John Carpenter Composes an Eerie, Immersive Score for the New ‘Halloween’

John Carpenter is an auteur with a formidably varied skill set that enables him to pursue his visions uncompromisingly by taking complete creative control. For 1978’s “Halloween,” widely considered his magnum opus, he ventured beyond the role of director and screenwriter, to score the film himself. Legend has it that after the unscored film received a lukewarm reception from producers, Carpenter knocked out a soundtrack in a mere three days. In this bout of passion, he composed a score so viscerally memorable that it would become ingrained in popular culture. Four decades later, the main theme of the movie is still universally recognizable. A new “Halloween” film has just hit theaters, one that retcons the narrative arc of previous sequels, and picks up where the original left off. Carpenter has teamed up with his son Cody Carpenter and godson Daniel Davies, both of whom collaborated on his three recent solo albums, to revisit the musical theme of the original movie, and build a new soundtrack around it. “Halloween (Official 2018 Motion Picture Soundtrack)” is both a camp renewal of the classic score and a compelling, haunting work in its own right.  

The famous “Halloween Theme,” is just as you remember it, the iconic 5/4-time, creeping melody, with heavy, murky chords and eerie synths hovering above it. This time, however, Carpenter has added a steady bass drum pulse, low enough in the mix to not make the piece sound like a house remix, but prominent enough to add a more propulsive quality. “Laurie’s Theme” is a bit disappointing, as it’s only forty-four seconds long, compared to the two-minute original. Moreover, the prickly piano tone of the initial version has been replaced by a warmer tone that fails to create the same haunting effect. Everything but the backing has been cut out, save for some synth strings that seem too bright for the context — but perhaps it works for the movie.

The remaining tracks are all new pieces. “Prison Montage” has an ominous chord progression that builds in layers until a variation of the main theme makes its way into the mix, under washes of discordant noise. This time, the timing is standard, and the cryptic tune bears just enough similarity to the titular refrain to register. “Michael Kills” hits out of the blue with an insistent industrial beat that evokes Trent Reznor’s work, but lasts for just over thirty seconds. “Michael Kills Again” begins with droney strings and dark ambiance, before a reverberating metallic clang sounds, and the same monotonous skittering percussion of the original titular theme takes over. The invariability of the grating sound hints that something is imminent, and sure enough, there comes a torrent of noise mimicking chainsaws and shrieks. “The Shape Returns” brings back the central motif, and at one point establishes a beat with something like a snare, but so wispy that it sounds like someone slyly scraping a rough surface to keep time — as if there’s some elusive entity following your every step.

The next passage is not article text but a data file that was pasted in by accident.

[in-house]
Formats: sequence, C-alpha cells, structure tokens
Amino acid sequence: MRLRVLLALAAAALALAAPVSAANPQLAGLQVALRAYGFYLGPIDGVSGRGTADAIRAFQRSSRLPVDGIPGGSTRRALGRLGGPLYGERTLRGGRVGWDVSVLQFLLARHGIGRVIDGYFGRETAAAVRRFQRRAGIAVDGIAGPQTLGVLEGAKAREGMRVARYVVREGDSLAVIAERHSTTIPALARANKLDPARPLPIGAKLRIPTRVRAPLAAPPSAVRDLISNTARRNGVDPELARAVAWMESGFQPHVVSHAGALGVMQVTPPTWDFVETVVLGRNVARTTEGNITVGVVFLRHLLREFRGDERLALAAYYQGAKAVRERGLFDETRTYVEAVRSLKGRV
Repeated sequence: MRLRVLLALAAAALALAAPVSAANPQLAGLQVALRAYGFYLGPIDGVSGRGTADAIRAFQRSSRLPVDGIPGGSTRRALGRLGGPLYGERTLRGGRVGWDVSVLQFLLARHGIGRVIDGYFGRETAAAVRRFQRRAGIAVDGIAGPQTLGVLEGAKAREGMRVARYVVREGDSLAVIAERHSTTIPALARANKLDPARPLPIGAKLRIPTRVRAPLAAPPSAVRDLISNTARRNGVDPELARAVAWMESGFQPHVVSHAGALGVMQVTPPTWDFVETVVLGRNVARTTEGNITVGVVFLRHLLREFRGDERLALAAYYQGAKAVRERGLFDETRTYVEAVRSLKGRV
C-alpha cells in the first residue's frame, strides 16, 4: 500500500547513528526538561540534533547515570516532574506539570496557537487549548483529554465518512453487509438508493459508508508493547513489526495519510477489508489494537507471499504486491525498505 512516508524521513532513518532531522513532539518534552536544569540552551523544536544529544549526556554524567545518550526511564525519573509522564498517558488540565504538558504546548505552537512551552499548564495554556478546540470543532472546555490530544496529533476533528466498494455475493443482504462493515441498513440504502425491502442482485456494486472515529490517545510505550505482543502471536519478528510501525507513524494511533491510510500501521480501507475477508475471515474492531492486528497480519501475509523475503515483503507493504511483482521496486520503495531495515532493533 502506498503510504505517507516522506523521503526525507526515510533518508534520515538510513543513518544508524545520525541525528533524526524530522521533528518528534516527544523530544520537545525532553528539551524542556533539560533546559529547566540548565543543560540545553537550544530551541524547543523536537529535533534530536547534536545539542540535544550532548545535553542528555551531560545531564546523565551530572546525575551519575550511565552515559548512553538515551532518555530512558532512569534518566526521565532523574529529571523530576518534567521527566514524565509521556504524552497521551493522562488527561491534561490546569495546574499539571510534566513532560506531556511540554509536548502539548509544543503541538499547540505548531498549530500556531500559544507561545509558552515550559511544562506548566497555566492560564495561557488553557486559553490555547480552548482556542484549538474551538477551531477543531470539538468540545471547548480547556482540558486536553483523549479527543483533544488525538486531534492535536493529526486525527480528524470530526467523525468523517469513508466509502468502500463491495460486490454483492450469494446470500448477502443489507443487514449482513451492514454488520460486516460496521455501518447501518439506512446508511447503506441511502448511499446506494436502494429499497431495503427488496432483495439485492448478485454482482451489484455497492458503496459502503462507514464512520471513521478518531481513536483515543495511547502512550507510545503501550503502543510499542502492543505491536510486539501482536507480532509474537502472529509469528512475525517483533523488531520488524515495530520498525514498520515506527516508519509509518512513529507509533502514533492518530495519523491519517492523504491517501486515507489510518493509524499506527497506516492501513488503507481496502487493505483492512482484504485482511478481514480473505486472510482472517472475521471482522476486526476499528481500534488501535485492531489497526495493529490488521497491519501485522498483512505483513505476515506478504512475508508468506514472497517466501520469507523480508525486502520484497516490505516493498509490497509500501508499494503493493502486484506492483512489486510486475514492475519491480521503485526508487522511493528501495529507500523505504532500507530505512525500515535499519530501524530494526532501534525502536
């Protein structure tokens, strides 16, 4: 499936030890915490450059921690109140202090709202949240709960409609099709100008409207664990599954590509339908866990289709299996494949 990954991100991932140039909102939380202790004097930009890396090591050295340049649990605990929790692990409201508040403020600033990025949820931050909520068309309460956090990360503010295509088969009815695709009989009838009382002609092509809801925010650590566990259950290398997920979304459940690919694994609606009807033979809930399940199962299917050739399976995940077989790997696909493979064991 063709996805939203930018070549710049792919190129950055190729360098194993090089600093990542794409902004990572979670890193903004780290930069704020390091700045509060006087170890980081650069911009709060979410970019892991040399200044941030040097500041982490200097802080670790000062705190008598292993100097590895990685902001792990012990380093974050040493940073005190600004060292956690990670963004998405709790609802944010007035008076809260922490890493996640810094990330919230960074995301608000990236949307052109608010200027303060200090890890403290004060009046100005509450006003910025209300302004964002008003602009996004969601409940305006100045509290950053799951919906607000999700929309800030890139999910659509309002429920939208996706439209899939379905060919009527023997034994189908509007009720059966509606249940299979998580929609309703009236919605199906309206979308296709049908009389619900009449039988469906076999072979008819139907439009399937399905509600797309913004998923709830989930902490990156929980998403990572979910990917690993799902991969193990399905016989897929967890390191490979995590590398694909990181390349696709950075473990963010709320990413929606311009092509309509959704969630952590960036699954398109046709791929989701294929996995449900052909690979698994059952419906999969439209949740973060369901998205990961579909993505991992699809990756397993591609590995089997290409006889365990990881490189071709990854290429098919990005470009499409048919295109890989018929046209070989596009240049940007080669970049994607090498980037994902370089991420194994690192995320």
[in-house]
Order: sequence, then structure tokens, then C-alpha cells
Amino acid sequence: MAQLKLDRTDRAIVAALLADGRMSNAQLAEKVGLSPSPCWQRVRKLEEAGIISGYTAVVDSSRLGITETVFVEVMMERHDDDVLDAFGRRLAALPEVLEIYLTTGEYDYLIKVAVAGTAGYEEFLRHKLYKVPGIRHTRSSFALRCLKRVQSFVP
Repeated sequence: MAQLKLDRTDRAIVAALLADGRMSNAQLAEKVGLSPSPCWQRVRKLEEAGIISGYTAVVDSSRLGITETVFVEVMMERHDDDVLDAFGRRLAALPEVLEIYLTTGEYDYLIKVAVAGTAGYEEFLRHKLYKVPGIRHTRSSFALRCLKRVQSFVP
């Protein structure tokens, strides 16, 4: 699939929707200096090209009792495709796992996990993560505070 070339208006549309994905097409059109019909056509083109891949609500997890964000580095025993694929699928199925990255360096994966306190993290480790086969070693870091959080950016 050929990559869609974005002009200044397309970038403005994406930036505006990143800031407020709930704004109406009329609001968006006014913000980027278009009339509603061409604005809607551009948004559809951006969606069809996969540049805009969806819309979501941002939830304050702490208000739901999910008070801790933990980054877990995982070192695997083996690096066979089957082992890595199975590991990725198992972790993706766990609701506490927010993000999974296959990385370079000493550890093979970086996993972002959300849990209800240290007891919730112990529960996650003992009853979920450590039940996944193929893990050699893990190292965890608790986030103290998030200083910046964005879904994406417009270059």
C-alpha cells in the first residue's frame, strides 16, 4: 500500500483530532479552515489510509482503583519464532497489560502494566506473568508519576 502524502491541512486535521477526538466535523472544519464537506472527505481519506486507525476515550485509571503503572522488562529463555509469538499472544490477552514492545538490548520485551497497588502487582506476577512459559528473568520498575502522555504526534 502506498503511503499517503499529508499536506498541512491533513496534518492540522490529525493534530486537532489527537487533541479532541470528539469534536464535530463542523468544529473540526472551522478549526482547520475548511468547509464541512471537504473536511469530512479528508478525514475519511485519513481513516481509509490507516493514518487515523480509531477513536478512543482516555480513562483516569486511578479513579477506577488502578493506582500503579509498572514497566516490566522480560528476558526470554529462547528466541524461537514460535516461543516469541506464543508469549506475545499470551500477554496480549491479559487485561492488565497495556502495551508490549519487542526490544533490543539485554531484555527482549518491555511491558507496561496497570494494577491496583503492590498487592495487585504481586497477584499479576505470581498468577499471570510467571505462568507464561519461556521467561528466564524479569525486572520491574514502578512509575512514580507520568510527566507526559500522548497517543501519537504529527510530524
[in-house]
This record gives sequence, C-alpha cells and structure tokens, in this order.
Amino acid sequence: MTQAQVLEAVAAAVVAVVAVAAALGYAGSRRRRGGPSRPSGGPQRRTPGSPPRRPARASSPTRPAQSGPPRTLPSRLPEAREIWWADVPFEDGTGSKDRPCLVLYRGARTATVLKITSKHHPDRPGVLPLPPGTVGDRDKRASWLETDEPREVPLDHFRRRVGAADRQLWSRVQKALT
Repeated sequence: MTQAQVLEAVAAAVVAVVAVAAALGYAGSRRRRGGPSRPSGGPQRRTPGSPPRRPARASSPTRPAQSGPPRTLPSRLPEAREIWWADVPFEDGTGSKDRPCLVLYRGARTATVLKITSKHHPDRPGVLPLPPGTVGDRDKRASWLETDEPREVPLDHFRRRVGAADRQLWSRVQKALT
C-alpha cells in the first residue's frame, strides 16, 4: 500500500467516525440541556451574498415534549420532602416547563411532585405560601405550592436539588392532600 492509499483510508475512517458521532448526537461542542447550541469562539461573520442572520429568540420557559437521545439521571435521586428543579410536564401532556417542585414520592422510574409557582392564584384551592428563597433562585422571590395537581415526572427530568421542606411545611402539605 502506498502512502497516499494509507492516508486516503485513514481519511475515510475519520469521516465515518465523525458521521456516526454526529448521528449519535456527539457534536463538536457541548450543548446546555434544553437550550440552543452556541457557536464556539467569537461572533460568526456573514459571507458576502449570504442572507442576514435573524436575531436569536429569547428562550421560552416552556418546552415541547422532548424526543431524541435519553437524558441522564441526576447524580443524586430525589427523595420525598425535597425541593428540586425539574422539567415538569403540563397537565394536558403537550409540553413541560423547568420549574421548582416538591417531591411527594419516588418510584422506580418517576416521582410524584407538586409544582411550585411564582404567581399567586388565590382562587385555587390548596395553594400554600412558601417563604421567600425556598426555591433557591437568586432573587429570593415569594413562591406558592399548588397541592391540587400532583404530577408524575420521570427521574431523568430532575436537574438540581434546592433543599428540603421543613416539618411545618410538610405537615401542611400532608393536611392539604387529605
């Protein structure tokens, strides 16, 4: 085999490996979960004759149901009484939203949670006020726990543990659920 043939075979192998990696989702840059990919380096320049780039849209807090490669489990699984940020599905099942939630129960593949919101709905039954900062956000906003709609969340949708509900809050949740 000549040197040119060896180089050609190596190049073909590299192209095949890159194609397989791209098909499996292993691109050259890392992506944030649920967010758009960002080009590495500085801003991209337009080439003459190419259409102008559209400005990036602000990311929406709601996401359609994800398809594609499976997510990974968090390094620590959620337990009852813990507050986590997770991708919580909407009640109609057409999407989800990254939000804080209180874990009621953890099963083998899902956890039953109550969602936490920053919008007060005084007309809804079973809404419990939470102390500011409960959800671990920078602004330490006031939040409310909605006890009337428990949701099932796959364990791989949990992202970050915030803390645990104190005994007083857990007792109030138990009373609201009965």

“The Bogeyman” is yet another variation on the main theme, slowing it down to a gentle pace, and varying the tempo sporadically. Just when everything has settled into a quiet fog, Carpenter attacks with “The Shape Kills,” a massive, discordant stomper. “Laurie Sees the Shape” sounds like the beginning of a realization, with a beat taken root, over which nebulous fading tones and hissing noise create a frantic tension, before a sort of deranged carnival vibe emerges on “The Shape Takes Allyson.” Some of the most evocative tracks are spacious pieces with just sparse, plaintive piano and ambient sound, for instance “Allyson Discovered.” If you had never heard of “Halloween,” and listened to this album, it would still strike as designed specifically to soundtrack a horror film. The score is full of uncomfortable pauses, moments of rising tension, sudden jolts, and hellish stampedes.

Carpenter uses silence as an instrument, contextualizing sounds by making use of negative space. “The Grind” begins with approximately a minute of nearly complete silence, after which an earlier melody is intimated. “Trap the Shape” couldn’t have a better title, as the fleeting rhythms, evaporating swells, and shrill overtones create an evanescent, amorphous soundscape. “The Shape Burns,” draws things toward an end, revisiting the main theme, and it all culminates in an extended number, titled “Halloween Triumphant,” spanning over seven minutes, and tying together various motifs from the whole recording.

Although “Halloween” might have been designed specifically to enhance the effect of the new film, it stands on its own as an album. It’s music for brooding by candlelight, falling subject to spells of paranoia, and occasionally being swept up into adrenaline surges that blow a short fuse. You can put it on, and let it run like some ambient music, and brace yourself for the rollercoaster that ensues. It’s a thrill to hear the classic “Halloween” theme excavated in a new context, and Carpenter has managed to use this as a springboard for a profusion of fresh musical ideas. At once classic and kitschy, dynamic and cohesive, it’s overall an evocative and exciting listen.   

Halloween (Official 2018 Motion Picture Soundtrack)” is available Oct. 19 on Apple Music.